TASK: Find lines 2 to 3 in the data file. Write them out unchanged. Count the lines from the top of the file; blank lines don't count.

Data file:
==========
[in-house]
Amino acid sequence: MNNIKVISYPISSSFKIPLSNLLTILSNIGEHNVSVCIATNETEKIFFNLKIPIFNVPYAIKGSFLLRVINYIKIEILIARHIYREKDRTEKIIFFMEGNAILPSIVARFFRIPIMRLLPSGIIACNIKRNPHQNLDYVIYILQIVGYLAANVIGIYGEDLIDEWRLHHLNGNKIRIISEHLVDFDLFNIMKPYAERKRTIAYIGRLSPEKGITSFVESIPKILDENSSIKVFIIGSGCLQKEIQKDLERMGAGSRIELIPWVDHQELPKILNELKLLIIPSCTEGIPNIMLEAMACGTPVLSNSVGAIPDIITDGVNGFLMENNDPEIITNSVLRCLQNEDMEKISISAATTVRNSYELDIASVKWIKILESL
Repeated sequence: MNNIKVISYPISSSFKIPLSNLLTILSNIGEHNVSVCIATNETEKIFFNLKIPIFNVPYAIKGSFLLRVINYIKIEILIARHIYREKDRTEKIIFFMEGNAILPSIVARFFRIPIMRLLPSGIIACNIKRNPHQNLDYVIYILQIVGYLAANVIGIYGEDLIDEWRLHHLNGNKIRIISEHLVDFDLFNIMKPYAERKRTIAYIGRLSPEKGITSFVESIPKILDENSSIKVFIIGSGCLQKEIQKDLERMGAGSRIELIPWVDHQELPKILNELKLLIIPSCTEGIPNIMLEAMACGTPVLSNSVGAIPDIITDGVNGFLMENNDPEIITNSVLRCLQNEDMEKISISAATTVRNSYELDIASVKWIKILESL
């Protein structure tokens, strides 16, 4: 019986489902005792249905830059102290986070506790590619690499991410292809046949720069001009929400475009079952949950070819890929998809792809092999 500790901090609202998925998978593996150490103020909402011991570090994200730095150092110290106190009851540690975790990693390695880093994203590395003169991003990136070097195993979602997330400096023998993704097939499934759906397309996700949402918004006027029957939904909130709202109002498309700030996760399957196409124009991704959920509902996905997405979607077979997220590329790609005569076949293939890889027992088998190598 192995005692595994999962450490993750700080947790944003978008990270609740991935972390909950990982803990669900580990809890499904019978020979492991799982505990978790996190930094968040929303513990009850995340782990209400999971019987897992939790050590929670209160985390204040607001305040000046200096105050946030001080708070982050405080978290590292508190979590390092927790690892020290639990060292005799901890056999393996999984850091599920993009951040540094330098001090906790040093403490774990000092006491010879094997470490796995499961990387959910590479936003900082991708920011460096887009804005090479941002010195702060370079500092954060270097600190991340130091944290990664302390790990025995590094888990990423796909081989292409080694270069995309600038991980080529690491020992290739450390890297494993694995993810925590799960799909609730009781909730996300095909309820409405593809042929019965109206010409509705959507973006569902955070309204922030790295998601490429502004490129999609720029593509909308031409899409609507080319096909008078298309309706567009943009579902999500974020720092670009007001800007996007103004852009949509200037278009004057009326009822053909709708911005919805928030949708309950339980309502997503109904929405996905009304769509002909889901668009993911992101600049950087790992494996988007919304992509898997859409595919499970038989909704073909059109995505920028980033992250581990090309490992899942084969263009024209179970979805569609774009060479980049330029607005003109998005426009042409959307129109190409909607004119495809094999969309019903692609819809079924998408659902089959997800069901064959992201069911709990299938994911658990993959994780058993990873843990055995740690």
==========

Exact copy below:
Amino acid sequence: MNNIKVISYPISSSFKIPLSNLLTILSNIGEHNVSVCIATNETEKIFFNLKIPIFNVPYAIKGSFLLRVINYIKIEILIARHIYREKDRTEKIIFFMEGNAILPSIVARFFRIPIMRLLPSGIIACNIKRNPHQNLDYVIYILQIVGYLAANVIGIYGEDLIDEWRLHHLNGNKIRIISEHLVDFDLFNIMKPYAERKRTIAYIGRLSPEKGITSFVESIPKILDENSSIKVFIIGSGCLQKEIQKDLERMGAGSRIELIPWVDHQELPKILNELKLLIIPSCTEGIPNIMLEAMACGTPVLSNSVGAIPDIITDGVNGFLMENNDPEIITNSVLRCLQNEDMEKISISAATTVRNSYELDIASVKWIKILESL
Repeated sequence: MNNIKVISYPISSSFKIPLSNLLTILSNIGEHNVSVCIATNETEKIFFNLKIPIFNVPYAIKGSFLLRVINYIKIEILIARHIYREKDRTEKIIFFMEGNAILPSIVARFFRIPIMRLLPSGIIACNIKRNPHQNLDYVIYILQIVGYLAANVIGIYGEDLIDEWRLHHLNGNKIRIISEHLVDFDLFNIMKPYAERKRTIAYIGRLSPEKGITSFVESIPKILDENSSIKVFIIGSGCLQKEIQKDLERMGAGSRIELIPWVDHQELPKILNELKLLIIPSCTEGIPNIMLEAMACGTPVLSNSVGAIPDIITDGVNGFLMENNDPEIITNSVLRCLQNEDMEKISISAATTVRNSYELDIASVKWIKILESL